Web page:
Helmut Kohl

Helmut Kohl
Birth Place
Date of Birth
3 April 1930


Born into a Catholic and conservative family, he was called up in the latter stages of the Second World War and served as a teenage soldier. He joined the Christian Democratic Union (CDU) in 1947. In the immediate post war period he went on to gain a PhD in history.

His political career really took off when he became Minister President of the Rhineland-Palatinate in 1969; a post he would hold unitl 1976. He became a member of the Federal German Parliament. Kohl assumed the leadership of the CDU in opposition to the ruling Social Democratic Party (SPD) led government. He stood for election to German Chancellor in 1976 but was defeated by the SPD.

On 1 October 1982 he engineered a vote of no-confidence vote against Helmut Schmidt, the incumbent German Chancellor, and took over; he inherited a difficult political position. Germany was suffering from mass unemployment, and was deeply split over whether to go forward with nuclear power. Kohl used his political skills to steer his country past these and other problems. He then achieved economic growth and stability for West Germany.

Kohl holds the record of being the longest-serving Chancellor of Germany since Bismarck in the 19th Century. He was in power for sixteen years - setting a post-war political record by winning four consecutive general elections.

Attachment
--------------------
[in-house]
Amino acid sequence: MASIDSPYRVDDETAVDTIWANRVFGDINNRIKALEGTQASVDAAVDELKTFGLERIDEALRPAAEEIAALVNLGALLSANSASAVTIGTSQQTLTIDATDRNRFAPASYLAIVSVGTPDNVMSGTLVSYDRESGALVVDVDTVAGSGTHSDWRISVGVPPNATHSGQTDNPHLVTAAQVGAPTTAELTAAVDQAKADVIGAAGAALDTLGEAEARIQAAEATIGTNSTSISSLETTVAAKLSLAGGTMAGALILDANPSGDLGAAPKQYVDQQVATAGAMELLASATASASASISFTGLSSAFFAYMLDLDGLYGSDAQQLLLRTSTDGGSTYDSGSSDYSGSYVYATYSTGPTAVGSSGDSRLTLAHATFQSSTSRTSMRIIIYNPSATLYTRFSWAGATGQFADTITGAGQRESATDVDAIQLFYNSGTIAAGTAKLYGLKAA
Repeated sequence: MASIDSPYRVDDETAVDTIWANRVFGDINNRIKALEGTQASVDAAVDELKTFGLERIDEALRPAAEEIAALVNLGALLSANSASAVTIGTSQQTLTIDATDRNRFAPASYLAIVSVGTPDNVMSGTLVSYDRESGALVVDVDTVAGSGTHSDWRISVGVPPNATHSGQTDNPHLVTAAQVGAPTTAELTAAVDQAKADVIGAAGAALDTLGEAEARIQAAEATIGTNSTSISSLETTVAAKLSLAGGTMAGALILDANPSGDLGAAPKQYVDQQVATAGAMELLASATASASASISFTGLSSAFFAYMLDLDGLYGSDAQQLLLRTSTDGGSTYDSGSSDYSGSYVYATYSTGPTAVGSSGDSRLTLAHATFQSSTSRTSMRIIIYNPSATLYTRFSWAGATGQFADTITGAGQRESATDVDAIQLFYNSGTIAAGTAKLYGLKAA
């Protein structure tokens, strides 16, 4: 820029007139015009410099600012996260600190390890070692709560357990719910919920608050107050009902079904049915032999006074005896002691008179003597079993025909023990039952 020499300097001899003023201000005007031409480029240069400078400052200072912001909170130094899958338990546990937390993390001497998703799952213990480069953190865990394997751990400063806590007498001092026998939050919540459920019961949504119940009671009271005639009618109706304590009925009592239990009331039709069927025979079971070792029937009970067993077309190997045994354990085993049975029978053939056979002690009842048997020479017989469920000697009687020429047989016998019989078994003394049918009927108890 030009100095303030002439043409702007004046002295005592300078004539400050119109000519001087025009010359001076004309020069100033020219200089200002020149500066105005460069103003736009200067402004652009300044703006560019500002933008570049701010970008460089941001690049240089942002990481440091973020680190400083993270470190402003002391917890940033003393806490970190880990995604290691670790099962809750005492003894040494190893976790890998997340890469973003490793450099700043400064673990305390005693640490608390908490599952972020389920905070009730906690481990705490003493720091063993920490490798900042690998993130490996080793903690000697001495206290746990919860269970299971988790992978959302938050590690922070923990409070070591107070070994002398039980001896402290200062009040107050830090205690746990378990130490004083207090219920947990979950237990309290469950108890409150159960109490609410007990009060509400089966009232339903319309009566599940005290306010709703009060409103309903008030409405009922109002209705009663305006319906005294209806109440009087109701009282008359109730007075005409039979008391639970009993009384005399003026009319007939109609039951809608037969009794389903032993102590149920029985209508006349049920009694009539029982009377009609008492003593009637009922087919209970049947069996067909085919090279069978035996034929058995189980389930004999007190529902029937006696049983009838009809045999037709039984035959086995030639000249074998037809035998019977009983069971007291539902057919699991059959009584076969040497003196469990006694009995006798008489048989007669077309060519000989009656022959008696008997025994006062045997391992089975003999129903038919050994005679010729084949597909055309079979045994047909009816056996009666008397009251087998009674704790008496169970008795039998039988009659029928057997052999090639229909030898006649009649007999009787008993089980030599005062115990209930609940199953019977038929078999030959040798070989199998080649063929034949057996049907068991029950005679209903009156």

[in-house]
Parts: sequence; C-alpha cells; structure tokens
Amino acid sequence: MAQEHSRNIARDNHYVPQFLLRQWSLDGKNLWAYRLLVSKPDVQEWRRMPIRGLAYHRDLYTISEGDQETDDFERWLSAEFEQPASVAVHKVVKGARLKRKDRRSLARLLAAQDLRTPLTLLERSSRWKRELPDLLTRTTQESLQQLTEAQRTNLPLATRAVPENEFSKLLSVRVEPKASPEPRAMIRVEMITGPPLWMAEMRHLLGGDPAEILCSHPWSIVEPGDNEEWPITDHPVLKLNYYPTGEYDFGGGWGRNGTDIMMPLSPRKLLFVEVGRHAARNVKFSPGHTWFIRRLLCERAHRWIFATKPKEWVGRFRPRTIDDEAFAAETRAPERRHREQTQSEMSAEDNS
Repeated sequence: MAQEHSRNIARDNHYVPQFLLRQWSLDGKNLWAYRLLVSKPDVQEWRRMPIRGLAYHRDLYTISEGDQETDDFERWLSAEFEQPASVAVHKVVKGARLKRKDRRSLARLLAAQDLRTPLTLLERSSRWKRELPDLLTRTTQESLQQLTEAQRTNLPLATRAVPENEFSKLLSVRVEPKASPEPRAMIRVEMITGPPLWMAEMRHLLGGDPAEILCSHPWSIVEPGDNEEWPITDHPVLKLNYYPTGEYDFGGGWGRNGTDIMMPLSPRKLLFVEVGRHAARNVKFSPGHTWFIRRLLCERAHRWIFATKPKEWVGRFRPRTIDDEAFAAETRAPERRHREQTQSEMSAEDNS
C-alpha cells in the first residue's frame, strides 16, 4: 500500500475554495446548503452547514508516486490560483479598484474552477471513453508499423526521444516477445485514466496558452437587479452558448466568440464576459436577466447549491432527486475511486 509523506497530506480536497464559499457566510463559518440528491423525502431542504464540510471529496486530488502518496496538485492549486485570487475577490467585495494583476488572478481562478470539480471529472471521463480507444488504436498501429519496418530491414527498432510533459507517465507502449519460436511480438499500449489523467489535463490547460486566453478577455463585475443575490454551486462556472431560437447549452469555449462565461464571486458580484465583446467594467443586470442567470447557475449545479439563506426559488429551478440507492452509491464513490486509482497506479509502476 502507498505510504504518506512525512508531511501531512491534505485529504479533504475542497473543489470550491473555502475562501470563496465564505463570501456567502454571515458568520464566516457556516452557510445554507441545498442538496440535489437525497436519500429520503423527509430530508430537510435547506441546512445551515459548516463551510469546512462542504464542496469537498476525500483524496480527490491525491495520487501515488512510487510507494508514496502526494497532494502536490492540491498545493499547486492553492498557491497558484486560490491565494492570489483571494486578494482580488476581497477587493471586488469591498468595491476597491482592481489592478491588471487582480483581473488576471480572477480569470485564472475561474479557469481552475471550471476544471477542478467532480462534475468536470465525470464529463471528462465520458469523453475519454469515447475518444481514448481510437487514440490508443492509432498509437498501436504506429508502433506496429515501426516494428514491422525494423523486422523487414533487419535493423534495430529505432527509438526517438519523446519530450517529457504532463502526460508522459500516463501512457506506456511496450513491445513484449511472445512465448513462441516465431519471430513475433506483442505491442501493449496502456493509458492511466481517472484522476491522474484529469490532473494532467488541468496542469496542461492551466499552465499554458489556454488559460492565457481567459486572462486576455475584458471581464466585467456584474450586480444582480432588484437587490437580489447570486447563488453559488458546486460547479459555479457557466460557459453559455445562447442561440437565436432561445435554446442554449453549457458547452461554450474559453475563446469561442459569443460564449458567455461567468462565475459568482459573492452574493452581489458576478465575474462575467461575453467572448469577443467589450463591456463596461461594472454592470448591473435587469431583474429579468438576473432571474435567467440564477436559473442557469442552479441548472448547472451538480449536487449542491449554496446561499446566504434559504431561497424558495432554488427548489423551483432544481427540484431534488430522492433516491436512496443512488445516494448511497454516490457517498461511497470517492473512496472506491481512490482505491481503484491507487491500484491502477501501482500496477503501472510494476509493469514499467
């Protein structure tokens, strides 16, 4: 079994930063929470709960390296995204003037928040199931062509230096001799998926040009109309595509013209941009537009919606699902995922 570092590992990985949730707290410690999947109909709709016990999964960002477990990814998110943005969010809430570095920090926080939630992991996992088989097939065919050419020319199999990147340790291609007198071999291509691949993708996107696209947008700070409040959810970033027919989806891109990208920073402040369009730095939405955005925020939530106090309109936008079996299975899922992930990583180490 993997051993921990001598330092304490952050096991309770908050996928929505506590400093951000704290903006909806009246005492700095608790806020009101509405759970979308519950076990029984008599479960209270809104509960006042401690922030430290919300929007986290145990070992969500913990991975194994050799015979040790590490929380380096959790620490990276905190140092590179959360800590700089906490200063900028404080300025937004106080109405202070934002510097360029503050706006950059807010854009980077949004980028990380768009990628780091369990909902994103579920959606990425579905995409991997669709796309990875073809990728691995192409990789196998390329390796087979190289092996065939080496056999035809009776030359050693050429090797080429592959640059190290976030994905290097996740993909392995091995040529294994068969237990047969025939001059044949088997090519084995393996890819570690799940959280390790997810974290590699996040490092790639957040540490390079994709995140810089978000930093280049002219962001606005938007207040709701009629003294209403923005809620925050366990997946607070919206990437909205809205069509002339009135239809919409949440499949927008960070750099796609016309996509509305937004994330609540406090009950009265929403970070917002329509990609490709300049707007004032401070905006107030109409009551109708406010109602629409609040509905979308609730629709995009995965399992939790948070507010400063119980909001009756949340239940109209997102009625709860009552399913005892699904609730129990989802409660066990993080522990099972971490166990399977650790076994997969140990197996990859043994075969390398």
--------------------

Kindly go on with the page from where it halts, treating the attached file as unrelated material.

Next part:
He is now recognized as one of the driving forces of European integration and one of the key players in ending the Cold War and bringing about the Reunification of Germany. Helmut Kohl's finest hour began on 9 November 1989 with the fall of the Berlin Wall and ended on 3 October 1990 when the two halves of post-war Germany were re-unified.

In the 1998 federal elections his party was defeated by a landslide and the SPD took power. Kohl’s departure from power marked the end of an era.

Unfortunately his reputation suffered considerable damage in 1999; he became embroiled in a serious financial scandal when it became clear there had been massive illegal contributions to the CDU party funds during his Chancellorship. Kohl refused to disclose the source of funds paid to him and he was forced to resign, in 2000, as honorary chairman of the CDU. In 2001 he agreed to pay a 300,000-mark fine in exchange for an end to the criminal investigation into his role in the campaign contributions scandal.

Financial problems reappeared in 2004 when it was disclosed he had been paid 300,000 € for an advisory contract with a television company.

On 28 December he was airlifted, by the Sri Lankan Air Force, from his Indian Ocean holiday hotel after it had been devastated by the 2004 Boxing Day Tsunami.


I have been underestimated for decades. I have done very well that way.

The future will belong to the Germans... when we build the House of Europe. In the next two years, we will make the process of European integration irreversible. This is a really big battle but it is worth the fight."

A European Army and a European police force lie at the end of the road to European Union... The Maastricht Treaty introduces a new and decisive stage in the process of European Union, which within a few years will lead to the creation of the United States of Europe... We want the political unification of Europe. If there is no monetary union, then there cannot be political union, and vice-versa.

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